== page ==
AU - Vervoort, A. J.M.W.

AU - van der Voet, Lucy (Lucet) F.

AU - Hehenkamp, W. J.K.

AU - Thurkow, A. L.

AU - van Kesteren, P. J.M.

AU - Quartero, H.

AU - Kuchenbecker, W.

AU - Bongers, M.

AU - Geomini, P.

AU - de Vleeschouwer, L. H.M.

AU - van Hooff, M. H.A.

AU - van Vliet, H.

AU - Veersema, S.

AU - Renes, W. B.

AU - Oude Rengerink, K.

AU - Zwolsman, S. E.

AU - Brölmann, H. A.M.

AU - Mol, B. W.J.

AU - Huirne, J. A.F.

PY - 2018/2/1

Y1 - 2018/2/1

N2 - Objective: To compare the effectiveness of a hysteroscopic niche resection versus no treatment in women with postmenstrual spotting and a uterine caesarean scar defect. Design: Multicentre randomised controlled trial. Setting: Eleven hospitals collaborating in a consortium for women's health research in the Netherlands. Population: Women reporting postmenstrual spotting after a caesarean section who had a niche with a residual myometrium of ≥3 mm, measured during sonohysterography. Methods: Women were randomly allocated to hysteroscopic niche resection or expectant management for 6 months. Main outcome measures: The primary outcome was the number of days of postmenstrual spotting 6 months after randomisation. Secondary outcomes were spotting at the end of menstruation, intermenstrual spotting, dysuria, sonographic niche measurements, surgical parameters, quality of life, women's satisfaction, sexual function, and additional therapy. Outcomes were measured at 3 months and, except for niche measurements, also at 6 months after randomisation. Results: We randomised 52 women to hysteroscopic niche resection and 51 women to expectant management. The median number of days of postmenstrual spotting at baseline was 8 days in both groups. At 6 months after randomisation, the median number of days of postmenstrual spotting was 4 days (interquartile range, IQR 2-7 days) in the intervention group and 7 days (IQR 3-10 days) in the control group (P = 0.04); on a scale of 0-10, discomfort as a result of spotting had a median score of 2 (IQR 0-7) in the intervention group, compared with 7 (IQR 0-8) in the control group (P = 0.02). Conclusions: In women with a niche with a residual myometrium of ≥3 mm, hysteroscopic niche resection reduced postmenstrual spotting and spotting-related discomfort. Tweetable abstract: A hysteroscopic niche resection is an effective treatment to reduce niche-related spotting.

AB - Objective: To compare the effectiveness of a hysteroscopic niche resection versus no treatment in women with postmenstrual spotting and a uterine caesarean scar defect. Design: Multicentre randomised controlled trial. Setting: Eleven hospitals collaborating in a consortium for women's health research in the Netherlands. Population: Women reporting postmenstrual spotting after a caesarean section who had a niche with a residual myometrium of ≥3 mm, measured during sonohysterography. Methods: Women were randomly allocated to hysteroscopic niche resection or expectant management for 6 months. Main outcome measures: The primary outcome was the number of days of postmenstrual spotting 6 months after randomisation. Secondary outcomes were spotting at the end of menstruation, intermenstrual spotting, dysuria, sonographic niche measurements, surgical parameters, quality of life, women's satisfaction, sexual function, and additional therapy. Outcomes were measured at 3 months and, except for niche measurements, also at 6 months after randomisation. Results: We randomised 52 women to hysteroscopic niche resection and 51 women to expectant management. The median number of days of postmenstrual spotting at baseline was 8 days in both groups. At 6 months after randomisation, the median number of days of postmenstrual spotting was 4 days (interquartile range, IQR 2-7 days) in the intervention group and 7 days (IQR 3-10 days) in the control group (P = 0.04); on a scale of 0-10, discomfort as a result of spotting had a median score of 2 (IQR 0-7) in the intervention group, compared with 7 (IQR 0-8) in the control group (P = 0.02). Conclusions: In women with a niche with a residual myometrium of ≥3 mm, hysteroscopic niche resection reduced postmenstrual spotting and spotting-related discomfort. Tweetable abstract: A hysteroscopic niche resection is an effective treatment to reduce niche-related spotting.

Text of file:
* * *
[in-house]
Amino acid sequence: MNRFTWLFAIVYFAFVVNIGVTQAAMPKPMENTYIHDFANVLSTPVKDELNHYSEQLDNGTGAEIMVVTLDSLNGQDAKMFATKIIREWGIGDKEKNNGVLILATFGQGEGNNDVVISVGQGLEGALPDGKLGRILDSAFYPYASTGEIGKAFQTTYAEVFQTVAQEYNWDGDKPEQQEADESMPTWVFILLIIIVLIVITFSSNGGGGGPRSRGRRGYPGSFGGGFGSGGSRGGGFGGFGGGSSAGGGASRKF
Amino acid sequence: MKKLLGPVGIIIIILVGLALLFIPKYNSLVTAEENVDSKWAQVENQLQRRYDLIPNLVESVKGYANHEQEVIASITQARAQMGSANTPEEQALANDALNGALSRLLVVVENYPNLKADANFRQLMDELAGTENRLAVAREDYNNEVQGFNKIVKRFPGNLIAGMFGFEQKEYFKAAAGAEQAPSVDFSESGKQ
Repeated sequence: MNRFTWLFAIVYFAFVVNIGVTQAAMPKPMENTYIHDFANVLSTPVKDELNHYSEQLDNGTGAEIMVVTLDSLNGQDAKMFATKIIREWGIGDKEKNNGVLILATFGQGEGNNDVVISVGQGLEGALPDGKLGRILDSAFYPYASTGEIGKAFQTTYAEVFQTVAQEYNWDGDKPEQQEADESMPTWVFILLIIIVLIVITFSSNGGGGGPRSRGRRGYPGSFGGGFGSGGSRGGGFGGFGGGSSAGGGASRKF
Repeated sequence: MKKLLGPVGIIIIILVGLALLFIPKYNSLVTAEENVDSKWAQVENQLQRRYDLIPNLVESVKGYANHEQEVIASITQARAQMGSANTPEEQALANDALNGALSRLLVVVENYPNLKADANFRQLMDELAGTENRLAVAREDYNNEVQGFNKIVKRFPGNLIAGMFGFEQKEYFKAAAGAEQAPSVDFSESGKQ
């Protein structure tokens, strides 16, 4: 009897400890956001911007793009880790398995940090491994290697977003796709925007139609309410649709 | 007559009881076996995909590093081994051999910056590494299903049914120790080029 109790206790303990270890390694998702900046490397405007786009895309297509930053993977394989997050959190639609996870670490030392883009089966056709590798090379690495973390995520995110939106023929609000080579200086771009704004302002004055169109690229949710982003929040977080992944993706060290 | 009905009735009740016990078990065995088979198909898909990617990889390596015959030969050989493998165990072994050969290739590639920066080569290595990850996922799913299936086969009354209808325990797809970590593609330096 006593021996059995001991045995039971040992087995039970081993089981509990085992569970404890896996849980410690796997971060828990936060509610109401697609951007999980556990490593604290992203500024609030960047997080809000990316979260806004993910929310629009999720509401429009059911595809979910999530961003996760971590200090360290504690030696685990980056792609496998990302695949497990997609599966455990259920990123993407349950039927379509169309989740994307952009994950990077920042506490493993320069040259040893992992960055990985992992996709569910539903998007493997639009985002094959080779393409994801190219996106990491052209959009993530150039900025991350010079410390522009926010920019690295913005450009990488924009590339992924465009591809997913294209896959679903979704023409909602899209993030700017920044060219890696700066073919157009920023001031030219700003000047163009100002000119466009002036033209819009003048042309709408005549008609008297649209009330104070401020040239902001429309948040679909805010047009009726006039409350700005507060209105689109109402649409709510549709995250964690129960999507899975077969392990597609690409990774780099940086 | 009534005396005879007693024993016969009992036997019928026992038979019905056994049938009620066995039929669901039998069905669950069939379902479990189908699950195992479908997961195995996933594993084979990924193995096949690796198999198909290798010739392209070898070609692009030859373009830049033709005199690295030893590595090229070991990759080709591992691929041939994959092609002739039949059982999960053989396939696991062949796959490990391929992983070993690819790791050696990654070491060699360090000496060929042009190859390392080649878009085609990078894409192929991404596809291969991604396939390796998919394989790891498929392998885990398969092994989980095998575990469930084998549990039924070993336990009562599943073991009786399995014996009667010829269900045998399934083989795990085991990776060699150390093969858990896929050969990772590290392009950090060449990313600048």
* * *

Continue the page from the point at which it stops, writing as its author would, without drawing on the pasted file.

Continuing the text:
KW - Abnormal uterine bleeding

KW - Caesarean section

KW - Hysteroscopic resection

KW - Niche

KW - Postmenstrual spotting

UR - http://www.scopus.com/inward/record.url?scp=85021735850&partnerID=8YFLogxK

U2 - 10.1111/1471-0528.14733

DO - 10.1111/1471-0528.14733

M3 - Article

VL - 125

SP - 326

EP - 334

JO - BJOG: An International Journal of Obstetrics & Gynaecology

JF - BJOG: An International Journal of Obstetrics & Gynaecology

SN - 1470-0328

IS - 3

ER -